Broadly speaking, in fact, the Twins should have the payroll capacity and the farm strength to pursue just about any possibility they wish. Minnesota has just over $30MM in guaranteed contracts on the books for 2019 (plus another $38MM in projected arbitration salaries) and, incredibly, has a completely blank payroll slate beyond 2019. The Twins have zero dollars in guaranteed money on the books for the 2020 season, so there’s no reason to think they can’t spend as aggressively as any club in the game.
That shouldn’t be read as an implication that the Twins will be a realistic landing spot for a premier free agent such as Bryce Harper or Manny Machado; swaying either player to sign in Minnesota would be a tall order for several reasons. Minneapolis has never been a highly coveted free-agent destination, the 2018 season was a noted disappointment, the Twins have never committed a $30MM+ salary to a single player, and they’d have less margin for error in doing so than larger-market clubs with better television contracts and greater revenue streams. But the Twins did put forth a $100MM+ offer to Yu Darvish last offseason, and it’s not unreasonable to think they could be in the market for free agents who could command annual salaries approaching or exceeding $20MM (e.g. Patrick Corbin, Dallas Keuchel).
Where they’ll look to improve is a larger question than if they have the means to do so. Corbin or Keuchel would represent the most plausible rotation upgrades on the free-agent market, but competition for both figures to be steep. Craig Kimbrel sits atop the free-agent market for relievers, and the market has various top-tier options beyond him, including Jeurys Familia, Zach Britton and 2018 breakout Adam Ottavino. Given the uncertainty at the back of the ’pen and the wide-open payroll ledger, the Twins seem as good a bet as any club to add some high-end relief help this winter.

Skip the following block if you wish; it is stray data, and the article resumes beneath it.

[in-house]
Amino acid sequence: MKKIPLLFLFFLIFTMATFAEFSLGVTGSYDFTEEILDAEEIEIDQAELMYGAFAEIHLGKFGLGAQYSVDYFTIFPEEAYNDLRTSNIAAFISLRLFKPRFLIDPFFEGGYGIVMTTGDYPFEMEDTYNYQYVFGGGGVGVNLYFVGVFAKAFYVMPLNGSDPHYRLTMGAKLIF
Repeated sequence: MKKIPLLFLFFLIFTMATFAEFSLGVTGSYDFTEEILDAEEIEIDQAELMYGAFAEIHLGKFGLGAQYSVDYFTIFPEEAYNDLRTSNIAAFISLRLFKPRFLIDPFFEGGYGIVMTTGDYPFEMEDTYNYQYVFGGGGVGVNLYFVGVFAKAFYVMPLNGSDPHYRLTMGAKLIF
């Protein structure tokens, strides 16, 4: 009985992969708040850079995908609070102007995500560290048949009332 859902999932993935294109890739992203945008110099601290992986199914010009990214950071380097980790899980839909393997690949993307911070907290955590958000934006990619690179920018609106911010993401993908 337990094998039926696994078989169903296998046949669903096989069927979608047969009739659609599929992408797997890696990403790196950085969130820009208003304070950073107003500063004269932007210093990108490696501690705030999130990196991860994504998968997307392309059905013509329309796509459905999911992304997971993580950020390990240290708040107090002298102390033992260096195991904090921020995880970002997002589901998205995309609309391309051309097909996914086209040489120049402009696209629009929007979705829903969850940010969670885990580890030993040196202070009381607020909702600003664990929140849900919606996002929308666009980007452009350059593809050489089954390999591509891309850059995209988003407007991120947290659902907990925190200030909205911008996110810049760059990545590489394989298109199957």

The lineup presents even more opportunities, as the Twins could target upgrades at any infield slot or conceivably add an impact designated hitter like Nelson Cruz. Minnesota was fine committing its DH spot to one player last season, and even if Logan Morrison’s faulty hip (which eventually required surgery to repair a torn labrum) torpedoed his ’18 season, the willingness to go with one regular option rather than rotate several players through that spot is notable. Marwin Gonzalez’s versatility could serve the Twins well, and they’re a plausible landing spot for a bounceback candidate like Josh Donaldson, who could slot into the middle of the lineup at third base and push Sano to first base/designated hitter himself. Even in the outfield, it’s not outlandish to think the Twins could look for at least one upgrade, with only Rosario having turned in consecutive impressive seasons.
Beyond their substantial payroll flexibility, the Twins possess a solid farm system in addition to the aforementioned back-of-the-rotation depth. They’re one of 10 or more viable candidates to make an earnest run at J.T. Realmuto on the trade market and will be opportunistic in seeking out additional scenarios. The D-backs, for instance, would surely love to clear a portion of Zack Greinke’s remaining salary in a trade and would be intrigued by Minnesota’s system. The Phillies and Cardinals both have their sights set on contending but are also both in line for active winters on the trade market and could make numerous intriguing players available (e.g. Cesar Hernandez, Jose Martinez).